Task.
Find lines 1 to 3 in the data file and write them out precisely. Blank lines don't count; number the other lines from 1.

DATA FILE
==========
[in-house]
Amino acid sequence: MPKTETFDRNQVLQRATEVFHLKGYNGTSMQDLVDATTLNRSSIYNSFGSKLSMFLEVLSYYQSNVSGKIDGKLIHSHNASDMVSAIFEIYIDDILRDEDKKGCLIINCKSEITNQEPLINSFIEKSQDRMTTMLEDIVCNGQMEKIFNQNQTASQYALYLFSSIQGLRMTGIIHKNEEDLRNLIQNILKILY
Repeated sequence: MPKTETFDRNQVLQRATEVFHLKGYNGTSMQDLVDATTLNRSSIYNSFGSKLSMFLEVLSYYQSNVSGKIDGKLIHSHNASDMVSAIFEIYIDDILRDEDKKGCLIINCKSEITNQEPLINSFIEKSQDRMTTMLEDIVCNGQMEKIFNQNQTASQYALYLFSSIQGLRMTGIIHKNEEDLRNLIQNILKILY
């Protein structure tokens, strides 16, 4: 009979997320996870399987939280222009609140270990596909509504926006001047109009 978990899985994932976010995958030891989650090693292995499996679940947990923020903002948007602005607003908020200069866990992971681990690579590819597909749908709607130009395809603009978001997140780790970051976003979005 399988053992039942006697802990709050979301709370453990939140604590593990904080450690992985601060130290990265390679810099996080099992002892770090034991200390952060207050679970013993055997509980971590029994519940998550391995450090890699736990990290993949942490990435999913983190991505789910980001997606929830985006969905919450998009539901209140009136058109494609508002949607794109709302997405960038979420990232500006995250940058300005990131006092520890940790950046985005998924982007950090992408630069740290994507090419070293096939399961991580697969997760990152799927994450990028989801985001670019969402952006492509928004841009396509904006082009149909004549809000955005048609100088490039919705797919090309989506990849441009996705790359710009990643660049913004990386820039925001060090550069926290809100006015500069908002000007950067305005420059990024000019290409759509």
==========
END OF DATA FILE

[in-house]
Amino acid sequence: MPKTETFDRNQVLQRATEVFHLKGYNGTSMQDLVDATTLNRSSIYNSFGSKLSMFLEVLSYYQSNVSGKIDGKLIHSHNASDMVSAIFEIYIDDILRDEDKKGCLIINCKSEITNQEPLINSFIEKSQDRMTTMLEDIVCNGQMEKIFNQNQTASQYALYLFSSIQGLRMTGIIHKNEEDLRNLIQNILKILY
Repeated sequence: MPKTETFDRNQVLQRATEVFHLKGYNGTSMQDLVDATTLNRSSIYNSFGSKLSMFLEVLSYYQSNVSGKIDGKLIHSHNASDMVSAIFEIYIDDILRDEDKKGCLIINCKSEITNQEPLINSFIEKSQDRMTTMLEDIVCNGQMEKIFNQNQTASQYALYLFSSIQGLRMTGIIHKNEEDLRNLIQNILKILY